10. It provides scope for advancement and development of employees by effective training and development.
  11. It helps the individual employee to aspire for promotion and better benefits.
  12. It aims to see that human involvement in the organization is not wasted and brings high returns to the organization.
  13. It can foresee the change in value, aptitude, and attitude of human resources and accordingly change the techniques of interpersonal management.

Limitations or Disadvantages of HRA (Human Resource Accounting)

Many difficulties are involved in the implementation of human resource accounting.

Few important limitations or demerits are mentioned below:

  1. There is no specific guideline for measuring the cost and value of human resources.
  2. While valuing the human assets, demand for rewards and compensation might be higher.
  3. The nature of amortization to be followed is yet to be fixed up.
  4. Tax laws do not recognize human assets and in that sense, it might be theoretically only.
  5. Several methods are available in valuing human resources, but there is a lack of their wider acceptance.
  6. It is a difficult task to value human asset.
  7. Human Resource Accounting is full of measurement problems.
  8. Employees and unions may not like the ideas.
  9. The life of a human being is uncertain. So its value is also uncertain.
  10. All the methods of accounting for human assets are based on certain assumptions, which can go wrong at any time. For example, it is assumed that all workers continue to work with the same organization until retirement, which is far from possible.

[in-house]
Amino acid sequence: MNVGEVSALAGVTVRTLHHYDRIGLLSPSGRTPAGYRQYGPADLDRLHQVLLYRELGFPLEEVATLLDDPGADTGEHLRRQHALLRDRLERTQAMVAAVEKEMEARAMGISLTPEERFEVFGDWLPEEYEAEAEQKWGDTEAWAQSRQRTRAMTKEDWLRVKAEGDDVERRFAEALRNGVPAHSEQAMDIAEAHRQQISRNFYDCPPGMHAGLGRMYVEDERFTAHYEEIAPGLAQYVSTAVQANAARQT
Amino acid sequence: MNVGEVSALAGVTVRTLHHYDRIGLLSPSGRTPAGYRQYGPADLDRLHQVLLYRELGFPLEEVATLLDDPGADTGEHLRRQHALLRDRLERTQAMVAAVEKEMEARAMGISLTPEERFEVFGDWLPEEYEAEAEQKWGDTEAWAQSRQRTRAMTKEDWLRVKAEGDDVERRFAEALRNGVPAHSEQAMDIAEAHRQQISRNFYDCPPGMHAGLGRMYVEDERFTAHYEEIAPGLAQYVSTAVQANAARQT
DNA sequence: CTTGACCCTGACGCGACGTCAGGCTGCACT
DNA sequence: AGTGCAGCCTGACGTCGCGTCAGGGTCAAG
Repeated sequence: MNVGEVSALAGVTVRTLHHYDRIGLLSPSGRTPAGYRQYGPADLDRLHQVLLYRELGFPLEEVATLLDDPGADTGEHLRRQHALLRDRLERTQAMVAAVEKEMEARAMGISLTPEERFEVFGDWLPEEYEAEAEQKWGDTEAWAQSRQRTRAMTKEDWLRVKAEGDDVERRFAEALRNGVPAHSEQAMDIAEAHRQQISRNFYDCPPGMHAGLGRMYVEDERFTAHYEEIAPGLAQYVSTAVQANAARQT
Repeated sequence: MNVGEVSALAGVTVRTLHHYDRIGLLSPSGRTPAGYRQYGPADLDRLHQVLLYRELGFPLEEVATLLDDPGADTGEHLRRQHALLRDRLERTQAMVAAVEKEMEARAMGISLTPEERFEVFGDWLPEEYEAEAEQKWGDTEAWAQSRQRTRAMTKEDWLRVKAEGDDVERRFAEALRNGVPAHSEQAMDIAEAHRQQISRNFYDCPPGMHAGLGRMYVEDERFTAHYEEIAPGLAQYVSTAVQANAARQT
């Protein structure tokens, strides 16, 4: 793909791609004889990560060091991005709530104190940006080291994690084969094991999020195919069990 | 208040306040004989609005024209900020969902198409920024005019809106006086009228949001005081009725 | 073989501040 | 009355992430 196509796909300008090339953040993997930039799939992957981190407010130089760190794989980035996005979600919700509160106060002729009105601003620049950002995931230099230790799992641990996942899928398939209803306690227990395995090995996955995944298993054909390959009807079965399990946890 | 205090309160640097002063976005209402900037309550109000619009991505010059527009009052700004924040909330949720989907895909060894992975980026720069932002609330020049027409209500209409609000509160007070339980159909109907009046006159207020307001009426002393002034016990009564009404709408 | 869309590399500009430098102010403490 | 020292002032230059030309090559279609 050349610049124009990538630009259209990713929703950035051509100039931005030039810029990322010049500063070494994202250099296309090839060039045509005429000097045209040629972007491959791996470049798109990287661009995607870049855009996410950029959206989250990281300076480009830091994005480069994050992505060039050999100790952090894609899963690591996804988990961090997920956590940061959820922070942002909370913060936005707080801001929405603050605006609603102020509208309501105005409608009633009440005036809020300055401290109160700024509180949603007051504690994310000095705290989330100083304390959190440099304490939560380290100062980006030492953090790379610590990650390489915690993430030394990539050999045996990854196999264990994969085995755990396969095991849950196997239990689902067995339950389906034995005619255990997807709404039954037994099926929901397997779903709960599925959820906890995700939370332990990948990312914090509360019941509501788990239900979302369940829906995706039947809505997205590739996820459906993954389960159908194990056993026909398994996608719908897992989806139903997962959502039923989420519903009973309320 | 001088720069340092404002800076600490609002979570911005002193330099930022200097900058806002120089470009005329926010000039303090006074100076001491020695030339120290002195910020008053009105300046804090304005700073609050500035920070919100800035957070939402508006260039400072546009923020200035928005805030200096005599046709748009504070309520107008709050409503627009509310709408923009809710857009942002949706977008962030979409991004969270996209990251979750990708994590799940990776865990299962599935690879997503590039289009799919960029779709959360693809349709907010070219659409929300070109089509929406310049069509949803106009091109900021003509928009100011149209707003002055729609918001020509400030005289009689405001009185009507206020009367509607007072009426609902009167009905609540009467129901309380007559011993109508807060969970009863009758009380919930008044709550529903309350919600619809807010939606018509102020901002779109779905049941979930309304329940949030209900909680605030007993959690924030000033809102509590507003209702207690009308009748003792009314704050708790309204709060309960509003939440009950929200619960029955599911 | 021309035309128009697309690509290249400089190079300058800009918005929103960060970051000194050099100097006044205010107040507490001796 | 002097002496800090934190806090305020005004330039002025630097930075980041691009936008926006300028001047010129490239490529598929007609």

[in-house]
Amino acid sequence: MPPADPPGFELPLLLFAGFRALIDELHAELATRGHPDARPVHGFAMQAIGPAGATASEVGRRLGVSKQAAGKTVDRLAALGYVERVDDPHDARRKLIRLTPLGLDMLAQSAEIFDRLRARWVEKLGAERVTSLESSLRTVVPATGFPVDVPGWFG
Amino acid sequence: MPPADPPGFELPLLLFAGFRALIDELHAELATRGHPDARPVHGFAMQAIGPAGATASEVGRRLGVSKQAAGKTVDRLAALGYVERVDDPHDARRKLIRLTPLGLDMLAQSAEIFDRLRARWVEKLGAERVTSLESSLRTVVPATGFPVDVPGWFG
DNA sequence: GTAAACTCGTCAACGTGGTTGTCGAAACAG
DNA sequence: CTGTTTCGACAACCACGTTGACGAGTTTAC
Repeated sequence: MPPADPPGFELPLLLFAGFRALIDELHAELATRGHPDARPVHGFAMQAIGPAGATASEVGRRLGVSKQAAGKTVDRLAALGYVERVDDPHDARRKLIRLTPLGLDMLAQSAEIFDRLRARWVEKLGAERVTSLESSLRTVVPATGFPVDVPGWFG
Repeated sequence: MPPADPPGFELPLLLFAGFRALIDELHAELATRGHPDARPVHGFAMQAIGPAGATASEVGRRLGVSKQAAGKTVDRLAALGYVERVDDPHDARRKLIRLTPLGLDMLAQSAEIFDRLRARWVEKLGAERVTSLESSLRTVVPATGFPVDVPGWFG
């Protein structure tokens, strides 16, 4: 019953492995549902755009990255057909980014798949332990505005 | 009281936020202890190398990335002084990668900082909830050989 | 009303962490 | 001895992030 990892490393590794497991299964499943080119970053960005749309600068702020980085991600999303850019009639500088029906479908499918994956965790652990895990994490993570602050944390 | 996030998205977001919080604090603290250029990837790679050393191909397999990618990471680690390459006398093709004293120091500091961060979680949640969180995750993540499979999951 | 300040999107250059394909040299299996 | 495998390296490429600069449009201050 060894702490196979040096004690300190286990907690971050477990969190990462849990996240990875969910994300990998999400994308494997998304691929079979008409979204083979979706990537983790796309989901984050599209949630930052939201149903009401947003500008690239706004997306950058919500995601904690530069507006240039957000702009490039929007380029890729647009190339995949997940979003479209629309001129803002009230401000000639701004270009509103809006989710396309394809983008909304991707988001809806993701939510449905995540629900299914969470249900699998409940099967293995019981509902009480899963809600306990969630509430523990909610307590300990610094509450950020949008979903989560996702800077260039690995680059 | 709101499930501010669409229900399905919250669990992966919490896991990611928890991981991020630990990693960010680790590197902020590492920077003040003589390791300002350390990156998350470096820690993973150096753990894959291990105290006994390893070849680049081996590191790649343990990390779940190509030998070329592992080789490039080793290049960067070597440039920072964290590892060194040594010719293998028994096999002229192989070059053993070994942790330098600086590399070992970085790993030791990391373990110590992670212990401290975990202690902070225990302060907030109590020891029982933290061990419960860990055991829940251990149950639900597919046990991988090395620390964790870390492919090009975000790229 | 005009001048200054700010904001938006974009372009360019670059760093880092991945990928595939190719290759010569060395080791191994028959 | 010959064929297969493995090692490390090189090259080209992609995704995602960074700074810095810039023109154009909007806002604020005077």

11. It may lead to jealousy among the employees when they find differences in their relative value. One can think that its price is very high and the other’s price is very low and this may destroy team solidarity.
  12. It lacks empirical evidence.
  13. There is no universally accepted method of the valuation of human resources.

Conclusion

The traditional accounting practices simply ignored the value of human factors in the organization and preferred to treat it as an expense and expendable factors.

This fundamentally lopsided attitude towards human resources goes against the interest of the employees decisively.

For instance, the cost of training incurred to update the skills and knowledge of the employees were treated only as expenses and not as an investment.

Although human resource accounting is still in its infancy as far as its development is concerned, there are a few approaches available to the study of human resource accounting.

However, none of these approaches has so far found universal acceptance, because they have inbuilt contradictions, incompleteness or inability. These approaches have thus far failed to fulfill the basic requirements of traditional accounting concepts and practices like the double-entry concept.

It is still extremely difficult to determine the actual value of the human resource of the organization through the different methods and accounting techniques have already proposed for human resource accounting.